網頁圖片
PDF
ePub 版

XXXV

"ARE-CHARMER Sleep, son of the sable Night,

[ocr errors]

Relieve my languish, and restore the light;
With dark forgetting of my care return.

And let the day be time enough to mourn
The shipwreck of my ill-adventured youth :
Let waking eyes suffice to wail their scorn,
Without the torment of the night's untruth.•

Cease, dreams, the images of day-desires,
To model forth the passions of the morrow;
Never let rising Sun approve you liars
To add more grief to aggravate my sorrow :

Still let me sleep, embracing clouds in vain,
And never wake to feel the day's disdain.

S. Daniel

[merged small][merged small][merged small][ocr errors]

And those eyes, the break of day,
Lights that do mislead the morn:
But my kisses bring again,

Bring again
Seals of love, but seal'd in vain,
Seal'd in vain !

W. Shakespeare

XXXVII

LOVE'S FAREWELL

INCE there's no help, come let us kiss and part, —

S ;

And I am glad, yea glad with all my heart,
That thus so cleanly I myself can free ;

Shake hands for ever, cancel all our vows,
And when we meet at any time again,
Be it not seen in either of our brows
That we one jot of former love retain.

Now at the last gasp of love's latest breath,
When his pulse failing, passion speechless lies,
When faith is kneeling by his bed of death,
And innocence is closing up his eyes,

- Now if thou wouldst, when all have given him over, From death to life thou might'st him yet recover !

M. Drayton

XXXVIII

TO HIS LUTE

MY

Y lute, be as thou wert when thou didst grow
With thy green

mother in some shady grove, When immelodious winds but made thee move, And birds their ramage did on thee bestow.

Since that dear Voice which did thy sounds approve, Which wont in such harmonious strains to flow,

Is reft from Earth to tune those spheres above,
What art thou but a harbinger of woe ?

Thy pleasing notes be pleasing notes no more,
But orphans' wailings to the fainting ear ;
Each stroke a sigh, each sound draws forth a tear;
For which be silent as in woods before :

Or if that any hand to touch thee deign,
Like widow'd turtle still her loss complain.

W. Drummond.

XXXIX

BLIND LOVE

O

ME! what eyes hath love put in my head

Which have no correspondence with true sight: Or if they have, where is my judgment fled That censures falsely what they see aright?

If that be fair whereon my

false
eyes

dote,
What means the world to say it is not so ?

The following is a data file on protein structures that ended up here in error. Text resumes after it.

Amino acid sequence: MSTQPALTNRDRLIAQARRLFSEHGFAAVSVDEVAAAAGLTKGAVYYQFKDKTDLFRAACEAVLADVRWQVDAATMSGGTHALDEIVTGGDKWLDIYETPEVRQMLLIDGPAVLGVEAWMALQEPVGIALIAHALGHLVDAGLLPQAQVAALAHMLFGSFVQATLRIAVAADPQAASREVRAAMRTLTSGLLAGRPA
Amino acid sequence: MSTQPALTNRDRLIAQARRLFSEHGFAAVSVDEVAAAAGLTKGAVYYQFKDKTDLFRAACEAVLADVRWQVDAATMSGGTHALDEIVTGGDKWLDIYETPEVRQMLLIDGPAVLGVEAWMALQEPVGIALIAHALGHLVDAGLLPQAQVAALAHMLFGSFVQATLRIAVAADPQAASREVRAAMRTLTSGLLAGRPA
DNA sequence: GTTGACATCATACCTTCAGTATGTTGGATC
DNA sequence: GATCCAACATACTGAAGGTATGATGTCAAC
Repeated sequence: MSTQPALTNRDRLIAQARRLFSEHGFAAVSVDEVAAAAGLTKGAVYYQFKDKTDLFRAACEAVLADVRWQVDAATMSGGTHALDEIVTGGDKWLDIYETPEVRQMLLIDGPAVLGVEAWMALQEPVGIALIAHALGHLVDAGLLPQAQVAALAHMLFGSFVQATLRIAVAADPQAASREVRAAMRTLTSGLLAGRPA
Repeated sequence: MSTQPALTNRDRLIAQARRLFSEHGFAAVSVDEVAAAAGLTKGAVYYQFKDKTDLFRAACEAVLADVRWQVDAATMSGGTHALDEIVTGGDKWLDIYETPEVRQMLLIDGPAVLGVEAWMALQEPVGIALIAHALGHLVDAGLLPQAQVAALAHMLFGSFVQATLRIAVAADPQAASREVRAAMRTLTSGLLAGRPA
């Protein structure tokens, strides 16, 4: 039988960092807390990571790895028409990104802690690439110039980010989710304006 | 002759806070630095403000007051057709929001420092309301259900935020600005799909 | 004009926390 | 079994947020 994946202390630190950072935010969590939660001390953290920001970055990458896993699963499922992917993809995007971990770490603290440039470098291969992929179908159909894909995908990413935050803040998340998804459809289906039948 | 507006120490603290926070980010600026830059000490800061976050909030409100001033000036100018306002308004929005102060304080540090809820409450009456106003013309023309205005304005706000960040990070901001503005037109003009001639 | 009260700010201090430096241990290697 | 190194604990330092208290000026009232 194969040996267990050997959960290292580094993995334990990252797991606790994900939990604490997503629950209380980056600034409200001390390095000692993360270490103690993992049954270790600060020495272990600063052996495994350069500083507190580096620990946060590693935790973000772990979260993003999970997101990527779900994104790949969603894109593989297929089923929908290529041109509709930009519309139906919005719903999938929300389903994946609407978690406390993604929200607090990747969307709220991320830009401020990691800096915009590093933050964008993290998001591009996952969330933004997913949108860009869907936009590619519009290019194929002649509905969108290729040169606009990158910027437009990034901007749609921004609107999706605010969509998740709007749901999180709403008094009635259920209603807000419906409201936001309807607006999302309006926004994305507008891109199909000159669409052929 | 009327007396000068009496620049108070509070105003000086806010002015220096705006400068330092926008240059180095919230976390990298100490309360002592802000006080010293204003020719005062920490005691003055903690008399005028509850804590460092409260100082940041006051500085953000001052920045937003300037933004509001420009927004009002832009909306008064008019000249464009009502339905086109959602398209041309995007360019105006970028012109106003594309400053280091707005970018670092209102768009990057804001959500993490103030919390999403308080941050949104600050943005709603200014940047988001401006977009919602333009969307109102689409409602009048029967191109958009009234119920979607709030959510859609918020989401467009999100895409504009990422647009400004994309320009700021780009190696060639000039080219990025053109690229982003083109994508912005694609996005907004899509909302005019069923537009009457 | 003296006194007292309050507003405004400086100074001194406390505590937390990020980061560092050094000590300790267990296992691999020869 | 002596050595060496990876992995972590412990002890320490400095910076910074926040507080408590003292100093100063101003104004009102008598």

If it be not, then love doth well denote
Love's eye is not so true as all men's : No,

How can it ! O how can love's eye be true,
That is so vex'd with watching and with tears ?
No marvel then though I mistake my view :
The sun itself sees not till heaven clears.

O cunning Love ! with tears thou keep'st me blind, Lest eyes well-seeing thy foul faults should find !

W. Shakespeare

XL

THE UNFAITHFUL SHEPHERDESS

W ,

HILE that the sun with his beams hot

Philon the shepherd, late forgot,
Sitting beside a crystal fountain,

In shadow of a green oak-tree

Upon his pipe this song play'd he: Adieu Love, adieu Love, untrue Love, Untrue Love, untrue Love, adieu Love; Your mind is light, soon lost for new love.

So long as I was in your sight
I was your heart, your soul, and treasure ;
And evermore you sobb’d and sigh’d
Burning in flames beyond all measure :

- Three days endured your love to me,
And it was lost in other three !
Adieu Love, adieu Love, untrue Love,
Untrue Love, untrue Love, adieu Love;
Your mind is light, soon lost for new love.

Another Shepherd you did see
To whom your heart was soon enchained;
Full soon your love was leapt from me,
Full soon my place he had obtainéd.

Soon came a third, your love to win,

And we were out and he was in.
Adieu Love, adieu Love, untrue Love,
Untrue Love, untrue Love, adieu Love;
Your mind is light, soon lost for new love.

Sure you have made me passing glad
That you your mind so soon removed,
Before that I the leisure had
To choose you for my best belovéd :

For all your love was past and done

Two days before it was begun :-
Adieu Love, adieu Love, untrue Love,
Untrue Love, untrue Love, adieu Love;
Your mind is light, soon lost for new love.

Anon.

XLI

A RENUNCIATION

F women could be fair, and yet not fond,

[ocr errors]

I would not marvel that they make men bond
By service long to purchase their good-will ;
But when I see how frail those creatures are,
I muse that men forget themselves so far.

To mark the choice they make, and how they change,
How oft from Phoebus they do flee to Pan ;
Unsettled still, like haggards wild they range,
These gentle birds that fly from man to man ;
Who would not scorn and shake them from the fist,
And let them fly, fair fools, which way they list ?

Yet for disport we fawn and flatter both,
To pass the time when nothing else can please,
And train them to our lure with subtle oath,
Till, weary of their wiles, ourselves we ease ;
And then we say when we their fancy try,
To play with fools, O what a fool was I !

E. Vere, Earl of Oxford

« 上一頁繼續 »